Sunday, January 29, 2023
Health

IU Health’s 3D printing technology improving patient care

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Brian Overshiner is able to print almost anything the healthcare system may need.

INDIANAPOLIS — 3D-printing technology has been used to create toys, decor and even building musical instruments, but IU Health has found a way to use the technology to improve patient care. 

“We can basically personalize medicine,” said Brian Overshiner, 3D innovations lab manager at IU Health. 

Tucked away inside University Hospital, Overshiner keeps a close eye on the work his 3D printers are churning out. But before he had found his passion for printing, Overshiner worked for more than a decade as a radiation therapist. 

“I treated cancer patients for a decade and a half, and 3D printing was a personal hobby of mine that I picked up,” Overshiner said. 

He started out printing pieces and parts for work. But years later, “It’s now snowballed into a full-fledged 3D lab.” 

These days, he’s able to print almost anything the healthcare system may need.

“So we can print the anatomy of patients and surgeons can then pre-plan their surgery cases that are complex and kind of eliminate problems before they go into the operating room,” Overshiner said. “Everything from mobility aids for rehab patients to prototypes for the school of medicine researchers.”

Since 2017, they’ve grown and expanded into the lab they have now, with multiple printers and materials working constantly.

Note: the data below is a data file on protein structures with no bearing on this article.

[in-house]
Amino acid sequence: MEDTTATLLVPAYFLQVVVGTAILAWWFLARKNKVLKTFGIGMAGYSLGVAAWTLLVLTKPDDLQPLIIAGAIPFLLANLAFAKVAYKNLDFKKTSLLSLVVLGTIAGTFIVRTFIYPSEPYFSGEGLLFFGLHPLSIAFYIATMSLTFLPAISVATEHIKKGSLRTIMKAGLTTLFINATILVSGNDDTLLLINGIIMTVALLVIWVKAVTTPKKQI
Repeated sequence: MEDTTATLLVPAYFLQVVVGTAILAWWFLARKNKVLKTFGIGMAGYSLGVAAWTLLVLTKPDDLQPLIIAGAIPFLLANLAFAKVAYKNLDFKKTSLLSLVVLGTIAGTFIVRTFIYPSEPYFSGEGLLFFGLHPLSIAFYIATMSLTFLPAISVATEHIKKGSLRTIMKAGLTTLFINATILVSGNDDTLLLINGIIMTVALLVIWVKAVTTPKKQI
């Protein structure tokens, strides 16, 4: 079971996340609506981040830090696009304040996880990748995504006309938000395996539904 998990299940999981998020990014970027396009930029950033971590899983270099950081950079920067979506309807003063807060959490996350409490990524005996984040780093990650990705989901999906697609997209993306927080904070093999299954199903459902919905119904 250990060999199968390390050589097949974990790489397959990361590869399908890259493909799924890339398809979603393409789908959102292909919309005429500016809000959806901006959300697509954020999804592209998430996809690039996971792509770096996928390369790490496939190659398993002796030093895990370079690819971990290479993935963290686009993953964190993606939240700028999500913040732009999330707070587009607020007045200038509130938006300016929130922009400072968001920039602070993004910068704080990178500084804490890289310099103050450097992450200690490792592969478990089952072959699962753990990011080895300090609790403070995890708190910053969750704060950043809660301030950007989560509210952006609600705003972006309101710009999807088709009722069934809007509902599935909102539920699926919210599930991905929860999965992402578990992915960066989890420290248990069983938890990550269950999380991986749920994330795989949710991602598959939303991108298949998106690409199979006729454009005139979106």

“We can customize treatment devices specifically for patients,” Overshiner said. 

Utilizing their 3D printing prowess, he’s able to create models that can print and show heart defects firsthand, helping better educate their healthcare staff.

“We can learn, seeing and reading and looking at pictures or videos but having that hands-on piece for you to be able to hold kind of ties all that together,” said Heather Humphery, nursing professional development practitioner at Riley Hospital for Children.

Children’s hearts are small, roughly the size of their fist and, sometimes, no larger than a strawberry, Humphery said. So these large, 3D-printed models that can show parents the kind of heart defect or health issues their child is dealing with up close have become a critical way for doctors to explain health issues and how they’re caring for patients.

“Light bulbs go on very, very quickly,” Humphery said. 

“Just seeing that there, you can actually visualize where that hole is and what might be needed for closing it,” said Dr. Jyoti Patel, pediatric cardiologist at Riley.

Patel said pivoting from pen and paper to 3D models has allowed them to show parents exactly what kind of issue their child is facing, and it makes a massive difference. 

“You can see that like, ‘Oh wow, there actually is a hole in the bottom two chambers of the heart,’ which is kind of an interesting and somewhat tough concept to grasp at times that there is actually a hole there,” Patel said. 

And over the years, these 3D models have become a vital part of the care IU Health offers. 

“They’ve brought a piece that I wouldn’t want to be without, moving forward,” Humphery said. 

In the five years since opening the lab, Overshiner said they’ve built it into a leading spot in the Midwest while improving patient care.

“They’ve seen the benefits of it firsthand. We’ve had patients tell us, ‘This is the first time in five years that I’ve actually understood what’s going on with me because they actually have a visual representation that’s just easier to understand,'” Overshiner said. 

With technology evolving and improving what they’re able to print out, Overshiner said these 3D models have the ability to make a massive impact on patient healthcare in the years to come.

“It’s got so much more potential. We’re just scratching the surface,” Overshiner said. 

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